In the span of four years, El Salvador has gone from being the murder capital of the world to the safest country in the western hemisphere.
The result: El Salvador has imprisoned 70,000 people it says are “associated with gangs” within two years. But with so many arrests, how can the country ensure that everyone they catch is a criminal?
“Everything has its good and its bad," says Pedro Rojas, a community organizer. Pedro has seen first-hand the transformation of his neighborhood, Las Cañas, from a sharply divided gang warzone to a bustling hub of local business and soccer matches.
But to achieve peace in Las Cañas, Rojas says the Salvadoran National Police detained over 300 people from the neighborhood. “Between good and bad, because also remember that the 'State of Exception' doesn’t only take bad people. Rojas says. “But there are raids where they take people away who have done nothing.”
Scripps News spoke with a member of the Salvadoran National Police who claims that, to boost the number of arrests in the country, commanding officers instituted arrest quotas for certain precincts. Scripps News has viewed documents that appear to show arrest quotas within the precinct of San Salvador. The same police officer claims that he has detained innocent people in El Salvador under the “State of Exception.” “I feel guilty because these people could have died in prison because of an arrest that didn’t have to happen,” says the officer. El Salvador’s National Civil Police did not return a request for comment.
In a country that is notorious for the imprisonment of government leakers, it is difficult to gather information from within the Salvadoran justice system, but Scripps News obtained documents detailing the imprisonment of a 14-year-old US citizen. The minor, who was in El Salvador visiting relatives, was detained under the charge of the “Illegal Association” and held in a juvenile detention center. During his detention, he was severely beaten and drowned until the point of unconsciousness.
After being treated for his injuries, the boy was released by a judge, who stated that the detention was “an illegal deprivation of his liberty." Anonymous sources and documents included in this documentary were verified through photos, police records, and first-hand interviews.
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Reporting has shown that over 6,000 innocent individuals have been released from Salvadoran prisons during the “State of Exception.” Scripps News spoke with the Vice President of El Salvador about how the country can justify the wrongful imprisonment of innocent civilians. “Less than 10% of mistakes and more than 90% of things well done. So, you have to continue.
We are doing something really good, so we have to continue doing the really good and try to avoid the mistake,” says Vice President Félix Ulloa.
When pressed on the release of further innocent civilians, the vice president claims that they have already released all the innocent civilians. “What are those innocent people? I am telling you, the innocent people have been released."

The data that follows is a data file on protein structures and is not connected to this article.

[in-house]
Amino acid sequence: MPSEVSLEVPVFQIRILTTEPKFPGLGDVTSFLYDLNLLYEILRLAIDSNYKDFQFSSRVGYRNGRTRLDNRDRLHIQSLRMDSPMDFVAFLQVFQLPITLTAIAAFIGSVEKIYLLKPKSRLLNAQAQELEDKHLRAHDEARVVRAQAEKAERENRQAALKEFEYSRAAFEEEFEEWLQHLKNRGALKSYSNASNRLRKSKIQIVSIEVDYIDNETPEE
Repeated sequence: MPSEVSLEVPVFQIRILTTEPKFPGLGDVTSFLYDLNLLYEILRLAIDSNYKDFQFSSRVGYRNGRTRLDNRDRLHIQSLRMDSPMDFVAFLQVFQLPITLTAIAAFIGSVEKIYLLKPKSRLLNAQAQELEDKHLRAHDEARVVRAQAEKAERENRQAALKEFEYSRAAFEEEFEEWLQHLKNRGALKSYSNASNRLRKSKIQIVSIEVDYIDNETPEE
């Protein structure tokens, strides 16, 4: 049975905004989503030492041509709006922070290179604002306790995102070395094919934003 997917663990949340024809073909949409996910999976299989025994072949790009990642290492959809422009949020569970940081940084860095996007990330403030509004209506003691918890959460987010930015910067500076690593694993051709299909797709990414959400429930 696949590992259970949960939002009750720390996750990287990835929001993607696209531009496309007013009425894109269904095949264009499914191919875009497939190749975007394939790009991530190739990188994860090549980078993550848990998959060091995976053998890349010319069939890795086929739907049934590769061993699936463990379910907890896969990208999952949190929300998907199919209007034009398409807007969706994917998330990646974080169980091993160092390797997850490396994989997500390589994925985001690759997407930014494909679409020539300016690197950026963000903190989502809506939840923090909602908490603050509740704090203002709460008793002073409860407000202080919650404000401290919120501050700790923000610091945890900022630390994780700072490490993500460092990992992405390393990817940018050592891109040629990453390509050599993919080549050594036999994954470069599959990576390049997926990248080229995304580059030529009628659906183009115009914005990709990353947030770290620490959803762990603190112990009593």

Despite the vice president’s claims, human rights groups in El Salvador say there may be as many as 14,000 individuals still imprisoned with no connection to the gangs.
The impacts of these mass arrests ripple through families not only in El Salvador but also in the country with the second-most Salvadorans, the United States. In both countries, Scripps News reached out to many of these families; most chose not to speak up out of fear of retaliation by the Salvadoran government.
“It’s very hard for me. I cry all night long. I dream about them—that they are starving, that they are feeling cold—have they been beaten?” says Consuelo Gomes, a U.S. citizen who runs MOVIR, or the Movement of the Victims of the “State of Exception.”
Consuelo’s two sons were both arrested in El Salvador and impacted by the “State of Exception.” She has little detail as to where they are or what crimes they are accused of. She claims that her two children have never been associated with gangs. “So that's what we parents want to know—that we have innocent children in detention. It's the fight we have. We fight by asking them to show us evidence. Show us evidence or release them now.”
In Aug. 2023, U.S. officials, including U.S. Secretary of State Antony Blinken, met with Salvadoran diplomats and publicly applauded the country’s commitment to human rights. But when we asked U.S. State Department officials if they were aware of U.S. citizens that have been arrested with little or no due process in El Salvador, they provided the following response:
“The Department of State has no higher priority than the safety and security of U.S. citizens overseas. We are aware of U.S. citizens detained in El Salvador. We take our role in assisting U.S. citizens abroad seriously and are engaged with the Government of El Salvador directly on this issue. The state of exception must be an exception.
The United States wants to work closely with El Salvador to support a sustainable path forward to these enduring challenges that affect the lives of every Salvadoran.”
The ideas behind the “State of Exception” seem to be gaining traction. Neighboring governments in Honduras, Guatemala, and the Dominican Republic have all explored implementing their own form of a “State of Exception” to quell gang violence in their own countries.
This new chapter in the age-old struggle between security and personal freedom might have started in El Salvador, but its impacts are being felt across the region and the world.
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